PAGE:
Alan Ferrer, Minami Restaurant, Vancouver, British Columbia

As the corporate kitchen chef of Aburi Restaurants and executive chef of Minami Restaurant in the Yaletown district, Alan Ferrer has perhaps the most enviable job of any sushi chef in Canada. After all, someone has to make sure the mountains of premium Aburi Oshi sushi are sheer perfection. Minami is so much more than the typical sushi experience – Ferrer represents the next generation of Oshi Sushi in dishes like Minami’s signature salmon Oshi sushi, enhanced with premium toppings and garnishes. The plating is like art, not just rolls or sashimi thrown together on a plate.


Expect to find organic petit green herbs, green pea-shiso, and red cabbage purées. Just a few of Ferrer’s premium toppings choices include Hokkaido Hotate and Botan ebi, mentaiko aioli, seasonal microgreens, Albacore tuna and Ōtoro, tobiko oroshi ponzu, yuzu zest,, Japanese Wagyu, hickory- smoked bacon, wasabi negi relish, and kiku flower. Make a reservation at Minami.


Ryan Lister, Liberty Commons, Toronto, Ontario

An example of where to eat if you love beer, the dishes on the menu at Liberty Commons don’t just pair well with beer — they honor it. An enterprising chef de cuisine at this contemporary brewpub and BBQ eatery, Lister regularly infuses dishes with some sort of beer. For example, his rarebit mac n’ cauliflower features rarebit made with Big Rock’s porter brew. The mantra of ‘good food and good beer in good company’ is alive and well at Liberty Commons. Lister was raised watching his dad brew beer out in the shed of his native seaside town of Weymouth, England. He dreamt of opening his own brewpub one day, based on the pub food and pints he loved back in the United Kingdom.


The menu is inspired by the British classics but transformed into a more refined comfort food experience with dishes like jalapeño and cheddar pierogies with fried shallots, sour cream, beet, and horseradish chutney and Yorkie pudding and corn chip nachos with smoked avocado, salsa, jalapeños, cheddar, and BBQ brisket burnt ends. Make a reservation at Liberty Commons.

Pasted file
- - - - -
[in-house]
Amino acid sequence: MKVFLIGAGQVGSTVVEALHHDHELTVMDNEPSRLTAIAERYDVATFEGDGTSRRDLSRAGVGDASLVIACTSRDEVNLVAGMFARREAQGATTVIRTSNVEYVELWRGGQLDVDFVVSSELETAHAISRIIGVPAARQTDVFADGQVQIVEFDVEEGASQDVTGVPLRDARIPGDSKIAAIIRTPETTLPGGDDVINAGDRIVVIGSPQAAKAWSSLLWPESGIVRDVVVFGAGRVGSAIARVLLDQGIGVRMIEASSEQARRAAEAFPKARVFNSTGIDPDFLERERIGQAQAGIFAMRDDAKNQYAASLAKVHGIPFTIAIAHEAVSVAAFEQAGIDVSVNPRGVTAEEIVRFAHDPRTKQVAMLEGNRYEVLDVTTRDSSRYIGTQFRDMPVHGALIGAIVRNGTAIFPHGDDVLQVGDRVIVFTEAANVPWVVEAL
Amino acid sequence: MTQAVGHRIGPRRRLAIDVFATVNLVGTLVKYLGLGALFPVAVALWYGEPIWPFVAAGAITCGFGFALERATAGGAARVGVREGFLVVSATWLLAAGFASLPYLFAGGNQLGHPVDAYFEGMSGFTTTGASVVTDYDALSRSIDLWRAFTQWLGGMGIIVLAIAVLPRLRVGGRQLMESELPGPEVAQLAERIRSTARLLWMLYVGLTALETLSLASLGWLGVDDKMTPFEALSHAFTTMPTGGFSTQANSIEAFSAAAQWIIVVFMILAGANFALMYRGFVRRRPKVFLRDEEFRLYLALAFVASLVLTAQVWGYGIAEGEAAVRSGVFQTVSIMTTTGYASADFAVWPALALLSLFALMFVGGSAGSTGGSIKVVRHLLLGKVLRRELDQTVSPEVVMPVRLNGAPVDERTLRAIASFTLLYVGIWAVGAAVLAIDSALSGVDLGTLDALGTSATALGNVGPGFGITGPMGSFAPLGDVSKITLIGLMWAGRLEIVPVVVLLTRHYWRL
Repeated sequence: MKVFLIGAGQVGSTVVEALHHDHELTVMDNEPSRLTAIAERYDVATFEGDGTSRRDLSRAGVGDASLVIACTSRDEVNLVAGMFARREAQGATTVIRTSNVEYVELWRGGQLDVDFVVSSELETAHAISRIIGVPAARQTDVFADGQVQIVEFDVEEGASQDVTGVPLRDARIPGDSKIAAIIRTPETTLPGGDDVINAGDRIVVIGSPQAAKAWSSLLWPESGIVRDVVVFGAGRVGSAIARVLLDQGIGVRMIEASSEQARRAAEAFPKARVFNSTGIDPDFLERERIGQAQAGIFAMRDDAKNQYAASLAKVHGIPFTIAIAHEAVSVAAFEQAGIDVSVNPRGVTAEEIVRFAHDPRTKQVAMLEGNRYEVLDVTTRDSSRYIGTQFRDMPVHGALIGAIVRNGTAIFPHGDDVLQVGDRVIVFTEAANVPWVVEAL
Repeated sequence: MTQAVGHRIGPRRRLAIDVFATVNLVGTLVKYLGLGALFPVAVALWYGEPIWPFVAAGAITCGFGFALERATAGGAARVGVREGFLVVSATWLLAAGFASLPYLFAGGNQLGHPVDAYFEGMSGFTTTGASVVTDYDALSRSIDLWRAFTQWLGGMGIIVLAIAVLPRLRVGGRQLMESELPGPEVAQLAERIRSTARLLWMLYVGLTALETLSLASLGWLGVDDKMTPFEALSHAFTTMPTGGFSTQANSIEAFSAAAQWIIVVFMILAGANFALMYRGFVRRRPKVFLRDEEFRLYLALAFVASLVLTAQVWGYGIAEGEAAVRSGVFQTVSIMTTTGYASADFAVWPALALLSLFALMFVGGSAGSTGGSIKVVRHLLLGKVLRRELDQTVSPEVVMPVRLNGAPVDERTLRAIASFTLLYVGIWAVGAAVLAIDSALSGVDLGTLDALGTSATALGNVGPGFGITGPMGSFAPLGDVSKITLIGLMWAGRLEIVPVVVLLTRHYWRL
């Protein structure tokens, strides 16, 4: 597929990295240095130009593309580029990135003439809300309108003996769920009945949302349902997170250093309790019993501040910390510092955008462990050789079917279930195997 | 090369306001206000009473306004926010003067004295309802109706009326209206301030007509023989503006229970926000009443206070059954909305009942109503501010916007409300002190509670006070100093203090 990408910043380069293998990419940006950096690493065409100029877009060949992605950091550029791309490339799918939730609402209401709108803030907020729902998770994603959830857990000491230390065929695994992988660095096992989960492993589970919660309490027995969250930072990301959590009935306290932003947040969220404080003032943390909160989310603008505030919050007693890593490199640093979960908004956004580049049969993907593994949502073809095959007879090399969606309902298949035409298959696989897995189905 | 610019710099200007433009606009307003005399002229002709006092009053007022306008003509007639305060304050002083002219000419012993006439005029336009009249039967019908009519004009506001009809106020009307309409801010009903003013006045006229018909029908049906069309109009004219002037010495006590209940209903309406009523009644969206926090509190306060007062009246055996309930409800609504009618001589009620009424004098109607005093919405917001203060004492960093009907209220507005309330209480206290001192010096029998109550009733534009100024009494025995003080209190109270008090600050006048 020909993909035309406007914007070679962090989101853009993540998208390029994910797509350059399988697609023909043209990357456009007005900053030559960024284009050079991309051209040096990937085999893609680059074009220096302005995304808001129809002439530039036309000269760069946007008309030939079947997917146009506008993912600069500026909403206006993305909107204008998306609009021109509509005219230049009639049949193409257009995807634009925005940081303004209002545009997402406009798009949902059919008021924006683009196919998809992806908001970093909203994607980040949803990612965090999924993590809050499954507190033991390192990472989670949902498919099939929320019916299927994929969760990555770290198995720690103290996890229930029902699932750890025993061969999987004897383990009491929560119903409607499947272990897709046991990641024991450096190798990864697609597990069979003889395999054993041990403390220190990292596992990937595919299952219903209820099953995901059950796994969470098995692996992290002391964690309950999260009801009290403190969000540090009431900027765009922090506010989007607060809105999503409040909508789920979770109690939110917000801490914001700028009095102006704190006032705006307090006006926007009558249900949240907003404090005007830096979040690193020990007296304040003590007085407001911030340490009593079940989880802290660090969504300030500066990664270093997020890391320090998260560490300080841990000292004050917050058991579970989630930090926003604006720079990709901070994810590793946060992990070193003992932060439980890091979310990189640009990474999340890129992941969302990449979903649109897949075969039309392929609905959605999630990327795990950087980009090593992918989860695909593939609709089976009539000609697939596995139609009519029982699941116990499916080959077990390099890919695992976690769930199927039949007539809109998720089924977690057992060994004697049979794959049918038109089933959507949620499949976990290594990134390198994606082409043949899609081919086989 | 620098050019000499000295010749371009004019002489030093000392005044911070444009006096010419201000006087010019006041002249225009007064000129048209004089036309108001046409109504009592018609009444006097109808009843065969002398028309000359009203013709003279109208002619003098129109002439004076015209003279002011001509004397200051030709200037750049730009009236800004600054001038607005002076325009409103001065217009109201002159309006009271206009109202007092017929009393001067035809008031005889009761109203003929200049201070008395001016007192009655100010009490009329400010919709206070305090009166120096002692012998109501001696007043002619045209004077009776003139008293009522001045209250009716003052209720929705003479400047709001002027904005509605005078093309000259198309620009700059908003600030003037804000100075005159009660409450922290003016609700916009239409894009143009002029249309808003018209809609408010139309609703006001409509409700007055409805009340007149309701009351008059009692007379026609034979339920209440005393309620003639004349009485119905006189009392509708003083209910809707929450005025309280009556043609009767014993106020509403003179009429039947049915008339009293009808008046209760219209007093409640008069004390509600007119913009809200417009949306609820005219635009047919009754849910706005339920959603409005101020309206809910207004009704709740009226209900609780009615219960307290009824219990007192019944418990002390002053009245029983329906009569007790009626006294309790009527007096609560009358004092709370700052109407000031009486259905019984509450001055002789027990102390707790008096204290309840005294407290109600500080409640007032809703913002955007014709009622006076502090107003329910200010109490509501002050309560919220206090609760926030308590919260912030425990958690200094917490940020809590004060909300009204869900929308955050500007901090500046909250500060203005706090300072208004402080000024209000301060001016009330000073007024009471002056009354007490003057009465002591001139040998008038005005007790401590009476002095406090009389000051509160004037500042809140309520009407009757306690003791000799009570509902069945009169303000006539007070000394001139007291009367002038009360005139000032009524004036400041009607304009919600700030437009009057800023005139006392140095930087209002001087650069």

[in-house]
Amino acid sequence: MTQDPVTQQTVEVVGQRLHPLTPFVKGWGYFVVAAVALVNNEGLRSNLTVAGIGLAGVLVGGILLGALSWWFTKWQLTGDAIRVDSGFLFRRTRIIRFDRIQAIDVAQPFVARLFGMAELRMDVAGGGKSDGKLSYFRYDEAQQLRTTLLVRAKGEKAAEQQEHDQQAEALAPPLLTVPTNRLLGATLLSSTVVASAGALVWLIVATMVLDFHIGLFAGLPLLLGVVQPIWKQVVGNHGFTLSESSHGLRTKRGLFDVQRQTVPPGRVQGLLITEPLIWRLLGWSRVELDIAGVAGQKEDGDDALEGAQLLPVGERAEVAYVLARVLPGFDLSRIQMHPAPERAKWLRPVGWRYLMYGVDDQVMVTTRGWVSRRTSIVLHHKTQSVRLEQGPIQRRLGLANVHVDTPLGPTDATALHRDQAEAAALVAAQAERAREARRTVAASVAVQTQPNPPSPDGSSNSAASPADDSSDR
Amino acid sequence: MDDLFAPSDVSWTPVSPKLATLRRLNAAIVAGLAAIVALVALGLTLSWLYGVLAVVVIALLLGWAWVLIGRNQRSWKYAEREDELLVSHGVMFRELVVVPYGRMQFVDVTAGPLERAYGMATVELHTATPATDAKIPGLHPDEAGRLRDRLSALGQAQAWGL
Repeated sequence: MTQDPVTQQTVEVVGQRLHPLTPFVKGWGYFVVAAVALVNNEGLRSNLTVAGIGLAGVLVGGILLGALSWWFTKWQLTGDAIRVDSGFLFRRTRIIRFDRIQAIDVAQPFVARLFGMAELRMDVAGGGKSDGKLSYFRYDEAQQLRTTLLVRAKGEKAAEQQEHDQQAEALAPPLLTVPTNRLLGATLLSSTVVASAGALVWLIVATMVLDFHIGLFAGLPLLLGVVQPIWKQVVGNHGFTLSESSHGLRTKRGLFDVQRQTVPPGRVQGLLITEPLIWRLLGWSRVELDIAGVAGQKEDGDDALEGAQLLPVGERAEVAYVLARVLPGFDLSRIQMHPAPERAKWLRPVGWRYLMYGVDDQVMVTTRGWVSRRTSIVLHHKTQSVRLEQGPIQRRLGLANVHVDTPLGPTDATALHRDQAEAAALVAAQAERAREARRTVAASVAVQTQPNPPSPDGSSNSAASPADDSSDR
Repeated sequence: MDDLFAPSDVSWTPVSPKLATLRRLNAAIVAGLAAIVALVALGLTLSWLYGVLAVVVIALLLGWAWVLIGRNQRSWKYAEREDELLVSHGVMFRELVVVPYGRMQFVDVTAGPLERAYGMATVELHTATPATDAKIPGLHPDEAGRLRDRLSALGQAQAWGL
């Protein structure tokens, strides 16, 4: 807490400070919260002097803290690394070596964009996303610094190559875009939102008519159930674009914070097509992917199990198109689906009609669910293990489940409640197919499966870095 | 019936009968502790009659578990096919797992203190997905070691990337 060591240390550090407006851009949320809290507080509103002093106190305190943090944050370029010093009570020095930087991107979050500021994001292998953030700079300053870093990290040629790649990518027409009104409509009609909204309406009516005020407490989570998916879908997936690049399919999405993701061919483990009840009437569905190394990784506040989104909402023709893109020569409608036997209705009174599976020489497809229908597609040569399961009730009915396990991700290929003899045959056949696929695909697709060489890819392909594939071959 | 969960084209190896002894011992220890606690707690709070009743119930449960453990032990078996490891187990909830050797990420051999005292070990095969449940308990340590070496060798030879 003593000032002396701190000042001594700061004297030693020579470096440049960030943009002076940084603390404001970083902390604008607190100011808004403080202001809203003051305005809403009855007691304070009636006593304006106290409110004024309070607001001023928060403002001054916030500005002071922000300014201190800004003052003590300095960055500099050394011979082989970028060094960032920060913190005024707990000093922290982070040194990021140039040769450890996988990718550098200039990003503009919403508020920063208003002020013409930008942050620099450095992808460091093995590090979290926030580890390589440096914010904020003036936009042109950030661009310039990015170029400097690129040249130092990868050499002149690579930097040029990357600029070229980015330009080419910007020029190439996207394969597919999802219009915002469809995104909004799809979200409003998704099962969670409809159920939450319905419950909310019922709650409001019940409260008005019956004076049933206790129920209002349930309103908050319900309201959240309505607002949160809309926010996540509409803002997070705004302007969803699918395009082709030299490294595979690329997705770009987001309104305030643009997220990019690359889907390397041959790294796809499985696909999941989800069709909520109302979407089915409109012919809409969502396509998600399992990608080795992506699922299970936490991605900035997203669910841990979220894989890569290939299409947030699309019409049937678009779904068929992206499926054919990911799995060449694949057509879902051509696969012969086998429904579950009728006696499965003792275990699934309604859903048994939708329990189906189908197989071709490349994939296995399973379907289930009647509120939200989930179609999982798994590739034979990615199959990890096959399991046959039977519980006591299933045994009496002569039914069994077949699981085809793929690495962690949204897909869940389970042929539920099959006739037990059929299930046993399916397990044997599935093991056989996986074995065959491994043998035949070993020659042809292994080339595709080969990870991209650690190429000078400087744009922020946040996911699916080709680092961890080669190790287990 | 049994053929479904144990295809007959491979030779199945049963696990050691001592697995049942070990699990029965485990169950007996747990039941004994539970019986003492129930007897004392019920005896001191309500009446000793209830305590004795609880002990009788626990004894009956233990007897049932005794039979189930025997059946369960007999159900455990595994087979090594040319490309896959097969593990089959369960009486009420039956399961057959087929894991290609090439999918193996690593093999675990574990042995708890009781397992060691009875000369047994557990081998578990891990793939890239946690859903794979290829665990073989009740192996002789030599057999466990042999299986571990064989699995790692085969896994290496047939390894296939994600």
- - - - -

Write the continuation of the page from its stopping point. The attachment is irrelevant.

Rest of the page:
Ricardo Valverde, Ancora Waterfront Dining and Patio, Vancouver, British Columbia

This enterprising chef can trace his fascination with food back to early childhood in his native Lima, Peru. Yearning to learn more about west coast flavors, Ricardo Valverde moved to Vancouver decades ago, where his passion eventually came to life in Vancouver’s Ancora Waterfront Dining and Patio. This French cooking enthusiast received his culinary, pastry/baking, and hospitality management diplomas at Dubrulle French Culinary Institute of Canada, and it shows in some of this vibrant city’s tastiest dishes.


Sophisticated diners will recognize the combination of Valverde’s Peruvian roots, Japanese techniques, and French cooking styles working seamlessly with local ingredients. Guests praise his Ancora glacier with his daily selection of oysters on the half shell, spicy ponzu, ceviche tartare tasting, crab causa, Salt Spring Island mussel Peruvian escabeche, poached prawns, and sashimi, while his grilled octopus anticucho with miso panca, smoked potato espuma, and chalaca and the Peruvian classic of rice and duck, choclo, pickled shallots, huancaina sauce, and seco norteño jus earn high marks as well. Make a reservation at Ancora Waterfront Dining.


Miheer Shete, Jump, Toronto, Ontario

Chef Miheer Shete grew up on authentic Indian food in Mumbai, relishing dishes like green chili masala dosa from Guru Lakshmi. This winner of Chopped Canada in the first season finale has gone on to helm Toronto’s Jump. But it’s more than just the flavor profile that has lifted chef Shete’s Jump to new heights. He studied under French master chef Jose Gutierrez and cooked at Michelin-starred restaurants in the U.K. before coming to Canada in 2010.